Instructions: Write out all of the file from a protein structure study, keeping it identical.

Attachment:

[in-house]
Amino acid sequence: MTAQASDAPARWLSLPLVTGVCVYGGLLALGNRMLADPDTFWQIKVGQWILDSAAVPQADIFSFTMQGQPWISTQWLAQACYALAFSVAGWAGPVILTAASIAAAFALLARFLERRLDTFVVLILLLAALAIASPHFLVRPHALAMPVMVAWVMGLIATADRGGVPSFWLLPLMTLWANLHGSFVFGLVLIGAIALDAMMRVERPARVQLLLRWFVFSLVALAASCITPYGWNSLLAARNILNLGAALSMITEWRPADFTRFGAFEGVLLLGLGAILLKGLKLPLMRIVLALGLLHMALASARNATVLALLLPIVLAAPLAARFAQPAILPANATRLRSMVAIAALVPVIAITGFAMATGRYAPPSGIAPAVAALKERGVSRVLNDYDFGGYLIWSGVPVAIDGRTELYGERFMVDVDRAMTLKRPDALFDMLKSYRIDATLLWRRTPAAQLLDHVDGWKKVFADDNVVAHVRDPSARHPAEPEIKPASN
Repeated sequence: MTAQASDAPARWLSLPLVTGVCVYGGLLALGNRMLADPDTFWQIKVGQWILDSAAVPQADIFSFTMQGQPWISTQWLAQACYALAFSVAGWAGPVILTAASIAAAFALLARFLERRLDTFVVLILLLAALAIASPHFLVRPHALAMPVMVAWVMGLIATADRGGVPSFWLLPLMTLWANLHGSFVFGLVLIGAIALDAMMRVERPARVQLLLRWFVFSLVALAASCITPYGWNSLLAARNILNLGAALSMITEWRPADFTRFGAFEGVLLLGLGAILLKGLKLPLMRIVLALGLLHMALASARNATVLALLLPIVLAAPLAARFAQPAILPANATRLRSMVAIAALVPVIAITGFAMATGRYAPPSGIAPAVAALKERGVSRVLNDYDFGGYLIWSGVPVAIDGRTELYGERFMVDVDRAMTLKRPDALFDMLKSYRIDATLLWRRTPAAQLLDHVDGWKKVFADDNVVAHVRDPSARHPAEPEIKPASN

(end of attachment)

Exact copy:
[in-house]
Amino acid sequence: MTAQASDAPARWLSLPLVTGVCVYGGLLALGNRMLADPDTFWQIKVGQWILDSAAVPQADIFSFTMQGQPWISTQWLAQACYALAFSVAGWAGPVILTAASIAAAFALLARFLERRLDTFVVLILLLAALAIASPHFLVRPHALAMPVMVAWVMGLIATADRGGVPSFWLLPLMTLWANLHGSFVFGLVLIGAIALDAMMRVERPARVQLLLRWFVFSLVALAASCITPYGWNSLLAARNILNLGAALSMITEWRPADFTRFGAFEGVLLLGLGAILLKGLKLPLMRIVLALGLLHMALASARNATVLALLLPIVLAAPLAARFAQPAILPANATRLRSMVAIAALVPVIAITGFAMATGRYAPPSGIAPAVAALKERGVSRVLNDYDFGGYLIWSGVPVAIDGRTELYGERFMVDVDRAMTLKRPDALFDMLKSYRIDATLLWRRTPAAQLLDHVDGWKKVFADDNVVAHVRDPSARHPAEPEIKPASN
Repeated sequence: MTAQASDAPARWLSLPLVTGVCVYGGLLALGNRMLADPDTFWQIKVGQWILDSAAVPQADIFSFTMQGQPWISTQWLAQACYALAFSVAGWAGPVILTAASIAAAFALLARFLERRLDTFVVLILLLAALAIASPHFLVRPHALAMPVMVAWVMGLIATADRGGVPSFWLLPLMTLWANLHGSFVFGLVLIGAIALDAMMRVERPARVQLLLRWFVFSLVALAASCITPYGWNSLLAARNILNLGAALSMITEWRPADFTRFGAFEGVLLLGLGAILLKGLKLPLMRIVLALGLLHMALASARNATVLALLLPIVLAAPLAARFAQPAILPANATRLRSMVAIAALVPVIAITGFAMATGRYAPPSGIAPAVAALKERGVSRVLNDYDFGGYLIWSGVPVAIDGRTELYGERFMVDVDRAMTLKRPDALFDMLKSYRIDATLLWRRTPAAQLLDHVDGWKKVFADDNVVAHVRDPSARHPAEPEIKPASN